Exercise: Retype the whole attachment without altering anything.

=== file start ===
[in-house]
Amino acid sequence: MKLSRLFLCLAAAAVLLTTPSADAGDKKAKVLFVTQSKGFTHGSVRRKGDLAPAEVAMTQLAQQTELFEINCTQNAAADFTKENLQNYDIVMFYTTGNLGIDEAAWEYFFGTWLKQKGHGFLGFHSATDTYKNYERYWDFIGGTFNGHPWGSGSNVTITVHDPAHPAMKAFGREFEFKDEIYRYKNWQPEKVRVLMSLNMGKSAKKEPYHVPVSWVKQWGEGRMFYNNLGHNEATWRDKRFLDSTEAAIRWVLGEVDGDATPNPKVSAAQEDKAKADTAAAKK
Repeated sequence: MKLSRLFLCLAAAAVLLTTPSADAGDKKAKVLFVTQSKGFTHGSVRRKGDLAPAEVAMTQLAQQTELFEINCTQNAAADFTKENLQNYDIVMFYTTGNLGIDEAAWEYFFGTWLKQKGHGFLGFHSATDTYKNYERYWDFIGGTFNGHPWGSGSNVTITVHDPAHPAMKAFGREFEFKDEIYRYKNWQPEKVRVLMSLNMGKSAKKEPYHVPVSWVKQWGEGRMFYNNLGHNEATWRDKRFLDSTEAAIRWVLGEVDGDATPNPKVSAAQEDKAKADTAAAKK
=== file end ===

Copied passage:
[in-house]
Amino acid sequence: MKLSRLFLCLAAAAVLLTTPSADAGDKKAKVLFVTQSKGFTHGSVRRKGDLAPAEVAMTQLAQQTELFEINCTQNAAADFTKENLQNYDIVMFYTTGNLGIDEAAWEYFFGTWLKQKGHGFLGFHSATDTYKNYERYWDFIGGTFNGHPWGSGSNVTITVHDPAHPAMKAFGREFEFKDEIYRYKNWQPEKVRVLMSLNMGKSAKKEPYHVPVSWVKQWGEGRMFYNNLGHNEATWRDKRFLDSTEAAIRWVLGEVDGDATPNPKVSAAQEDKAKADTAAAKK
Repeated sequence: MKLSRLFLCLAAAAVLLTTPSADAGDKKAKVLFVTQSKGFTHGSVRRKGDLAPAEVAMTQLAQQTELFEINCTQNAAADFTKENLQNYDIVMFYTTGNLGIDEAAWEYFFGTWLKQKGHGFLGFHSATDTYKNYERYWDFIGGTFNGHPWGSGSNVTITVHDPAHPAMKAFGREFEFKDEIYRYKNWQPEKVRVLMSLNMGKSAKKEPYHVPVSWVKQWGEGRMFYNNLGHNEATWRDKRFLDSTEAAIRWVLGEVDGDATPNPKVSAAQEDKAKADTAAAKK